3. 98L in the Central Atlantic has now been declared Tropical Depression 13. Tropical Depression Thirteen Discussion Number 2 NWS National Hurricane Center Miami FL There has been little change in the organization of Tropical Depression Thirteen during the past several hours. An area of ragged but persistent convection continues near the estimated center position, and there is some outer banding in the southern semicircle. Dvorak-based satellite intensity estimates have changed little since the last advisory, so the initial intensity remains 30 kt. The initial motion is a somewhat uncertain 295/18. The subtropical ridge to the north of the cyclone is expected to build westward to the north of the Greater Antilles during the next several days, and this should steer the cyclone generally west-northwestward through the forecast period. The track guidance remains in fairly good agreement with this scenario, but there remains a spread between the GFS/UKMET on the south side of the guidance and the Canadian/HMON on the north side. Overall, the envelope has shifted a little to the south since the previous advisory and the new forecast track, which lies just to the north of the consensus models, is also nudged southward. The new track calls for the cyclone to pass near the Leeward Islands in 36-48 h, near or north of Puerto Rico and the Virgin Islands in 48-60 h, and then near or over Hispaniola and the southeastern Bahamas by 72 h. Overall, the environment looks generally favorable for strengthening, with the cyclone expected to encounter light- to moderate shear during forecast period. However, the guidance responds to this environment with a wide range of solutions. The HWRF/HMON forecast the cyclone to intensify into a major hurricane by 120 h. On the other hand, the GFS and ECMWF show the system degenerating into an open wave by 120 h. The UKMET and Canadian models are between these extremes. The weak GFS solution appears to be due to forecast dry air entrainment, which is a possibility as satellite imagery suggests Saharan dust not far from the cyclone. Between these factors and the possibility of land interaction, the low-confidence intensity forecast is changed little from the previous advisory. Key Messages: 1. Tropical storm conditions are possible across portions of the northern Leeward Islands by Friday night, and Tropical Storm Watches have been issued for some of these islands. Heavy rainfall is likely across this area beginning late Friday. 2. There is a risk of tropical storm conditions in the Virgin Islands and Puerto Rico Friday night and Saturday and Tropical Storm Watches could be required for these islands later today. Interests there should closely monitor the progress of this system. 3. The details of the long-range track and intensity forecasts are more uncertain than usual since the system could move over portions of the Greater Antilles this weekend. However, this system could bring some rainfall and wind impacts to portions of Hispaniola, Cuba, the Bahamas, and Florida this weekend and early next week. Interests there should monitor this system's progress and updates to the forecast over the next few days. FORECAST POSITIONS AND MAX WINDS INIT 20/0900Z 15.2N 49.8W 30 KT 35 MPH 12H 20/1800Z 16.4N 52.7W 30 KT 35 MPH 24H 21/0600Z 17.5N 56.4W 35 KT 40 MPH 36H 21/1800Z 18.4N 60.2W 40 KT 45 MPH 48H 22/0600Z 19.1N 63.9W 45 KT 50 MPH 60H 22/1800Z 19.8N 67.1W 50 KT 60 MPH 72H 23/0600Z 20.8N 71.0W 55 KT 65 MPH 96H 24/0600Z 23.0N 78.0W 60 KT 70 MPH 120H 25/0600Z 26.0N 83.0W 60 KT 70 MPH $$ Forecaster Beven Track carries a risk from interaction with the Greater Antilles however Florida and the Gulf Coast are at risk. As alluded to in the NHC discussion shear is light although convergent (westerly) until day 6. Moisture and speed profiles are also good.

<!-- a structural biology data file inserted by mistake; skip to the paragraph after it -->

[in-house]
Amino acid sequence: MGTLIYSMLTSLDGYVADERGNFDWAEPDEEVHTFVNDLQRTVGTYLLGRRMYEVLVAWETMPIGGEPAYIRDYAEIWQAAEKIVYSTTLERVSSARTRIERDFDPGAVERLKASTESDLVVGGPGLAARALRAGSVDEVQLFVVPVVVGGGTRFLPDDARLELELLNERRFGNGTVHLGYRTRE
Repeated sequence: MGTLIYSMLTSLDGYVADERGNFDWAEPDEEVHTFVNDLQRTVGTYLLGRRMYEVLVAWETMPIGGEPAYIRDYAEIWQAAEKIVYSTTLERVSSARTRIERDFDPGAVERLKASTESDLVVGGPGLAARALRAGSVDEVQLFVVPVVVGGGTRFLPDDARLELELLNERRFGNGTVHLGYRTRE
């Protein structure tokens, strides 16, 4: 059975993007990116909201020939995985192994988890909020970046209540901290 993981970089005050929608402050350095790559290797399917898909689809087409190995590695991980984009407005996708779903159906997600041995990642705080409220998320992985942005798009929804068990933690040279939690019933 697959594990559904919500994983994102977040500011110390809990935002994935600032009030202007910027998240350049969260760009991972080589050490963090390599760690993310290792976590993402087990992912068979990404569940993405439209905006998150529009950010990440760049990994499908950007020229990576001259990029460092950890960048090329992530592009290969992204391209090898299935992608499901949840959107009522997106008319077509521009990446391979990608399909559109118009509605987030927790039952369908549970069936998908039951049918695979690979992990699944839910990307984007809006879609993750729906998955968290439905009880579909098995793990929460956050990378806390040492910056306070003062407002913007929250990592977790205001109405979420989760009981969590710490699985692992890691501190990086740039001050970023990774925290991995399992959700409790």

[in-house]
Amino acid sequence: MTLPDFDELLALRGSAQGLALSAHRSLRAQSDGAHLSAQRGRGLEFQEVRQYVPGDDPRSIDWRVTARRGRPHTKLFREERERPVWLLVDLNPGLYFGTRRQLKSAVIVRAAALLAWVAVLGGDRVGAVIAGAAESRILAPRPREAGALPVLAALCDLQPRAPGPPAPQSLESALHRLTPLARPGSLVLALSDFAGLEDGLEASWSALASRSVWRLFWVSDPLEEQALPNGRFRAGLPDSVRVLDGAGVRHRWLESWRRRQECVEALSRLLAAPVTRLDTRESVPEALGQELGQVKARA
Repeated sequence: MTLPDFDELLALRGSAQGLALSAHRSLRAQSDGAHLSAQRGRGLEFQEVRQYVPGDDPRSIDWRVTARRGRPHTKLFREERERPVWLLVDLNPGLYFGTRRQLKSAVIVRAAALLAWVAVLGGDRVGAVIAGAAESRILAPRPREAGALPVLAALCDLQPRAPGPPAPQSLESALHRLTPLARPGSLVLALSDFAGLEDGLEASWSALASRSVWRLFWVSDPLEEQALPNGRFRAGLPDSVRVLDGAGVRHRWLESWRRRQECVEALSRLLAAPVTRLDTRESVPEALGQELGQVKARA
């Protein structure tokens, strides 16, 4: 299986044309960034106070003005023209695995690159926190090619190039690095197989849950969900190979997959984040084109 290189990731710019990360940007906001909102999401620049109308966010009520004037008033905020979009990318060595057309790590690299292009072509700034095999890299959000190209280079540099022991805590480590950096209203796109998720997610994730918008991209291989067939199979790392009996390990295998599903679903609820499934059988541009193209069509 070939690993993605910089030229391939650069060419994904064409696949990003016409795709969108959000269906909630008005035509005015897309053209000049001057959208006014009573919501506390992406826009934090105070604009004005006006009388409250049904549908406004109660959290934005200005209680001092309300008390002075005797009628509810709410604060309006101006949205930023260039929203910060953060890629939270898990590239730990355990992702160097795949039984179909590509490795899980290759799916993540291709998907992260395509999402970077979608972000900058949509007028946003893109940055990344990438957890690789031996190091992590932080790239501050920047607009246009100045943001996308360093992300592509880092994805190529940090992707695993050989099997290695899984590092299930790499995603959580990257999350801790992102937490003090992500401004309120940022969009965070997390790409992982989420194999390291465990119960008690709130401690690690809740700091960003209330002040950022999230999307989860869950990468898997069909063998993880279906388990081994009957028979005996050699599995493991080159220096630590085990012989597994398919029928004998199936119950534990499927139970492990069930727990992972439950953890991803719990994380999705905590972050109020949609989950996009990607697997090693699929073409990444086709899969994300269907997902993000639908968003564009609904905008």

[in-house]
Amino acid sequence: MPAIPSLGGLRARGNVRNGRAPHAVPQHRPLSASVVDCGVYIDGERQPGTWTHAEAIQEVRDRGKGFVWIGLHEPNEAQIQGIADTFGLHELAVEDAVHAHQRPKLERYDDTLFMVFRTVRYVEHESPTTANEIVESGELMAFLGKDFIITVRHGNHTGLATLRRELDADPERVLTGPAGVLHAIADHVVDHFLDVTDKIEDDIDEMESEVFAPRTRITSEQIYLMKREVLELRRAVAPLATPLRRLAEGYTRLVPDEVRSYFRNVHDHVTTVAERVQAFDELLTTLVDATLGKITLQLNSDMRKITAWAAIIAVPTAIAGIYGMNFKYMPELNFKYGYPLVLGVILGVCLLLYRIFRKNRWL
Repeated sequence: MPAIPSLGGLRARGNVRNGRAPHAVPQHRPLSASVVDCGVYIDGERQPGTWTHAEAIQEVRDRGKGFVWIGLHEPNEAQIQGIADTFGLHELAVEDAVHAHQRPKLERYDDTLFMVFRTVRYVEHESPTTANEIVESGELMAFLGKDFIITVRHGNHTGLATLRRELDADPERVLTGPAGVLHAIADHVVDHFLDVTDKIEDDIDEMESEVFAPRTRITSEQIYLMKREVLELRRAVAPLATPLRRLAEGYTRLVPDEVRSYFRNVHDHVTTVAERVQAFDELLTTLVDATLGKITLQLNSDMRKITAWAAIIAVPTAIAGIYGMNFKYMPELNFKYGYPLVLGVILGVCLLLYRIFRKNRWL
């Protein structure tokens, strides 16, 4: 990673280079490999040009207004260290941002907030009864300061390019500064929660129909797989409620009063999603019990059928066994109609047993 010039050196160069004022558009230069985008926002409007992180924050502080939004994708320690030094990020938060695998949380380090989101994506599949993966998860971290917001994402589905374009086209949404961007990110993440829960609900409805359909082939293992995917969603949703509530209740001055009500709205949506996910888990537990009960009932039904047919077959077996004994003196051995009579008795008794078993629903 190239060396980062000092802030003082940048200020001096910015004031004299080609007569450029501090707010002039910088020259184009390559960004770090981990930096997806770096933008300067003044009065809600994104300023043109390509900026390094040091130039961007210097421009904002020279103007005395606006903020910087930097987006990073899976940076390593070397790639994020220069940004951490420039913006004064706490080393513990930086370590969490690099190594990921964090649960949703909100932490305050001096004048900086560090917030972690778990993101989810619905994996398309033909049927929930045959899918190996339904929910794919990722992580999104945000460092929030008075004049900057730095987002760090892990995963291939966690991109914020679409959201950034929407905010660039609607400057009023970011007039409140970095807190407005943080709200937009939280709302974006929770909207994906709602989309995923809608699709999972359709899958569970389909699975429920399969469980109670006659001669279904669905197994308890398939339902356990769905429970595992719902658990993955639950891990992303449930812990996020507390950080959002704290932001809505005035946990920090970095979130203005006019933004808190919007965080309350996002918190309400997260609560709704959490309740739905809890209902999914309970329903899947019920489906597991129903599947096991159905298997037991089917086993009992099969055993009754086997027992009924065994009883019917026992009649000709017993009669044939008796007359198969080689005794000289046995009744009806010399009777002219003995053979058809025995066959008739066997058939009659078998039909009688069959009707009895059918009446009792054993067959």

4. Currently at W for the central Pacific naming, they do not return to A at the beginning of each season but just continue through the whole list. The red dot Johnston Atoll, or Kalama identified on the NHC text with a hurricane warning is uninhabited, now a Fish and wildlife haven after years as a US military base. @USFWSPacific https://www.fws.gov/refuge/johnston_atoll/ http://www.prh.noaa.gov/cphc/ In 1981, the US Army began planning for the Johnston Atoll Chemical Agent Disposal System (JACADS). Construction began in 1986. It is the world's first full-scale facility built to destroy chemical weapons. The design is based on technologies used for years by the Army and industry. The facility actually did not begin full-scale operations until August 1993. Approaching hurricanes in both 1993 and 1994 necessitated facility shutdown and the evacuation of more than 1,100 soldiers, Department of the Army civilians, and Army contractors from Johnston Island to Hawaii. During each of these instances, JACADS production was disrupted for a period of time. As a result of the hurricane striking Johnston Island in August 1994, JACADS production was disrupted for approximately 70 days